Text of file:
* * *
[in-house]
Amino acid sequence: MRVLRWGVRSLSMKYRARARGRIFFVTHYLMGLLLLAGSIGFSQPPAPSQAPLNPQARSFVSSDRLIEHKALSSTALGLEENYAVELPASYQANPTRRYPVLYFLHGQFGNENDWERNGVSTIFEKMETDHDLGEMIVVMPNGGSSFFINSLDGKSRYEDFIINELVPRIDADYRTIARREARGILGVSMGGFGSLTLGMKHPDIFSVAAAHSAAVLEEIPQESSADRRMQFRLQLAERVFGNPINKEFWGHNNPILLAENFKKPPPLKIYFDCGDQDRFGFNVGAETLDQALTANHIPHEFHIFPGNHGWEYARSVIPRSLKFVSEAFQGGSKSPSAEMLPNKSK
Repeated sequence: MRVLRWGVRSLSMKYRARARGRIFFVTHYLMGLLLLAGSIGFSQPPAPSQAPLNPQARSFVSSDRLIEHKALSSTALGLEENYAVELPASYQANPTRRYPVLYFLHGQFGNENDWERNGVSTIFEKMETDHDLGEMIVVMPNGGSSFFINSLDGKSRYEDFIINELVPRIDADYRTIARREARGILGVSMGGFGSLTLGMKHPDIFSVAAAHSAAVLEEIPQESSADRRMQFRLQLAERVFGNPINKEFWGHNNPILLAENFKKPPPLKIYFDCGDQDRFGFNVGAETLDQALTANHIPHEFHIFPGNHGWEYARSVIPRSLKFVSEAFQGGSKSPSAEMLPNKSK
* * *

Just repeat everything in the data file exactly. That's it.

[in-house]
Amino acid sequence: MRVLRWGVRSLSMKYRARARGRIFFVTHYLMGLLLLAGSIGFSQPPAPSQAPLNPQARSFVSSDRLIEHKALSSTALGLEENYAVELPASYQANPTRRYPVLYFLHGQFGNENDWERNGVSTIFEKMETDHDLGEMIVVMPNGGSSFFINSLDGKSRYEDFIINELVPRIDADYRTIARREARGILGVSMGGFGSLTLGMKHPDIFSVAAAHSAAVLEEIPQESSADRRMQFRLQLAERVFGNPINKEFWGHNNPILLAENFKKPPPLKIYFDCGDQDRFGFNVGAETLDQALTANHIPHEFHIFPGNHGWEYARSVIPRSLKFVSEAFQGGSKSPSAEMLPNKSK
Repeated sequence: MRVLRWGVRSLSMKYRARARGRIFFVTHYLMGLLLLAGSIGFSQPPAPSQAPLNPQARSFVSSDRLIEHKALSSTALGLEENYAVELPASYQANPTRRYPVLYFLHGQFGNENDWERNGVSTIFEKMETDHDLGEMIVVMPNGGSSFFINSLDGKSRYEDFIINELVPRIDADYRTIARREARGILGVSMGGFGSLTLGMKHPDIFSVAAAHSAAVLEEIPQESSADRRMQFRLQLAERVFGNPINKEFWGHNNPILLAENFKKPPPLKIYFDCGDQDRFGFNVGAETLDQALTANHIPHEFHIFPGNHGWEYARSVIPRSLKFVSEAFQGGSKSPSAEMLPNKSK